GeForce Now's New AI Image Upscaler Is No DLSS Replacement

GeForce Now
(Image credit: Nvidia)

NVIDIA's latest build of GeForce Now (version 2.0.37) adds several new image upscaling techniques, including an "AI-Improved" scaler. This should help improve the image quality of your cloud gaming experience if your game stream resolution is lower than your monitor's resolution.

There are three new image scaling categories you can choose from within GeForce Now's settings: a Standard mode, Enhanced mode, and AI-Enhanced mode -- with three sub-categories within that mode as well.

According to Nvidia, Standard is the default mode and provides the lowest latency possible by using a bilinear filter to scale content. This is a super cheap method of upscaling an image and takes almost no performance hit.

Enhanced is a slightly upgraded mode that uses a Lanczos filter to scale content. This improves image quality slightly over Standard, but in turn, results in a performance hit and adds additional system latency, according to Nvidia.

AI-Enhanced is the most aggressive option for image upscaling but requires select Nvidia GPUs or Nvidia's Shield TV to work. Like DLSS, this AI upscaler uses a trained neural network to add in detail that previously wasn't there in each frame. Just keep in mind this doesn't appear to be another type of DLSS, and it looks nothing like DLSS 2.0 or newer, as you'll see in the demonstrations below.

To unlock AI-Enhanced mode, you need to be running an RTX 30 series, RTX 20 series, GTX 16 series, GTX 1080 Ti, GTX 1080, or Titan GPU. The requirements for sub-Turing-based GPUs are odd, but we assume this AI upscaler takes significant GPU horsepower to run on GPUs that lack tensor cores, which would explain the unusual system requirements. Also, you'll need to use the GeForce Now native app for Windows 10 or newer; the Chrome version is not supported.

The image-enhancing tech runs exclusively on your host machine and only upscales your GeForce Now game stream. So it is not a replacement for running DLSS within video games.

Image Quality Comparisons

Testing was conducted on an RTX 2060 Super driving a 34' 3440x1440 ultrawide monitor, with GeForce Now's free subscription, which maxes out at 1080P 60FPS. So we are upscaling GeForce Now's game stream from 1920 x 1080 to 2560 x 1440.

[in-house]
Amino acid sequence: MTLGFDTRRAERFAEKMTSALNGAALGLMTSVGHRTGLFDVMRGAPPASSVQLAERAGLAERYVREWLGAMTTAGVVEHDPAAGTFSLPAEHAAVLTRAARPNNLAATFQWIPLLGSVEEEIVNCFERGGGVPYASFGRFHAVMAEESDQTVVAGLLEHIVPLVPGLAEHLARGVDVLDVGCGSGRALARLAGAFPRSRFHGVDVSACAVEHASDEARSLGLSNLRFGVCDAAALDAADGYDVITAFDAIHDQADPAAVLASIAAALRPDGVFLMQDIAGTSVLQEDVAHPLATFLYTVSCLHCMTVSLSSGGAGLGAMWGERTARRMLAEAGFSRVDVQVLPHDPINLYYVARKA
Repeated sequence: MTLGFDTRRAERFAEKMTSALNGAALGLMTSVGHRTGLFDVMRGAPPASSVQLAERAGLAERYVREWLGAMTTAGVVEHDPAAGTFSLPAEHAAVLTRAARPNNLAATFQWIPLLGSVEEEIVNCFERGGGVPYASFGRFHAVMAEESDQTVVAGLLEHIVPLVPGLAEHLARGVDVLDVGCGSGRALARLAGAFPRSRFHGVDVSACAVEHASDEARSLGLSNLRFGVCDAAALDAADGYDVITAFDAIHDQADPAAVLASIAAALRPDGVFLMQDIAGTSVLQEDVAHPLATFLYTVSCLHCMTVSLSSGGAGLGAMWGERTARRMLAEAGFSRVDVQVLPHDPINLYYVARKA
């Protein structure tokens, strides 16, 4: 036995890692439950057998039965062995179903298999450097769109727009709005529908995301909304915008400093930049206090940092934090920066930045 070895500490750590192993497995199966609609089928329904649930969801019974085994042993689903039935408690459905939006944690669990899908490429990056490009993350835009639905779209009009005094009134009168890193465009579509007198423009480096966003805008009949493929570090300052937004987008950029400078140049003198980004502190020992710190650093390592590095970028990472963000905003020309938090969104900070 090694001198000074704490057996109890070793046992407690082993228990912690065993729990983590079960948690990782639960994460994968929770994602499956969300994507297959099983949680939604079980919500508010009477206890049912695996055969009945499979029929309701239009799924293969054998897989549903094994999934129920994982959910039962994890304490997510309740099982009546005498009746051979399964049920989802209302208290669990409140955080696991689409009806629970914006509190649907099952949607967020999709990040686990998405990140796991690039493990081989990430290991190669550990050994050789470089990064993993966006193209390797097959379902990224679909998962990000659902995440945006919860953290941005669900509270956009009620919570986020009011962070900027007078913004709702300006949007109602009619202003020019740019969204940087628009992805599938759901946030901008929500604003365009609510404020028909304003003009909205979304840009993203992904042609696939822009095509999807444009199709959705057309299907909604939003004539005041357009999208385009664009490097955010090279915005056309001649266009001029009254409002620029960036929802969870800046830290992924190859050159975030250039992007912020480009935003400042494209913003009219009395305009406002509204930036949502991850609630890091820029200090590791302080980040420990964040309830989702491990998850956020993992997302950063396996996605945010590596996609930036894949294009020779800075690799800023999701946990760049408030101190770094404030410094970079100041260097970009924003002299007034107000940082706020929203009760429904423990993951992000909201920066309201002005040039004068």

In the first game I tested, Shadow of the Tomb Raider, I found the Standard image scaler to be quite blurry. But, that is expected given how cheap this solution is. Unfortunately, Square Enix's aggressive implementation of TAA in Shadow of the Tomb Raider does not help matters and makes the side effects of cheap image scaling more apparent.

When looking at the Enhanced mode, there is no perceivable difference to image quality over the Standard mode. Only when you look closely at non-moving objects, icons and text can you actually see a slight increase in the quality of the Enhanced mode. However, it's so minor that you won't even notice the difference in actual gameplay.

AI-Enhanced mode is where things start to look different, with the low mode providing definite improvements to the image, with added sharpness and clarity over the Standard and Enhanced modes.

But unfortunately, Medium mode is where things start to look worse, with the image looking quite a bit over sharpened. Then with high mode, the image looks straight up horrible, with way too much sharpening that turns the image into a pixelated mess.

Thankfully the second game I tested, Ghostrunner, played much better with Nvidia's new image scaling options thanks to its sharper-looking Anti-Aliasing.

Like in Shadow of the Tomb Raider, the Standard and Enhanced modes barely look any different from each other. The only place you'll really notice the Enhanced mode's better image quality is in 2D text while playing the game.

In the AI-Enhanced modes, low looks arguably the best out of all the image scaler modes with just the right amount of sharpening. Depending on your display size, the medium mode also looks good and only starts to look oversharpened if you game on a very large display. High mode looks worse than medium and low with too much oversharpening.

Keep in mind that these are my personal viewpoints according to my specific setup. Your mileage will vary significantly depending on what screen size you run, what resolution you use, and what game you are playing. But in general, it appears AI-enhanced mode with the low setting is generally the best performer with a good balance of sharpness and detail. 

However, I am disappointed at how much worse this AI image scaler looks compared to Nvidia's DLSS in all modes. In fact, I'd say Nvidia's NIS looks superior to this AI image upscaler Nvidia is using. But in fairness to Nvidia, this is the first release of its AI image upscaler on GeForce Now, which will hopefully get better over time, like with DLSS.

Aaron Klotz
Freelance News Writer

Aaron Klotz is a freelance writer for Tom’s Hardware US, covering news topics related to computer hardware such as CPUs, and graphics cards.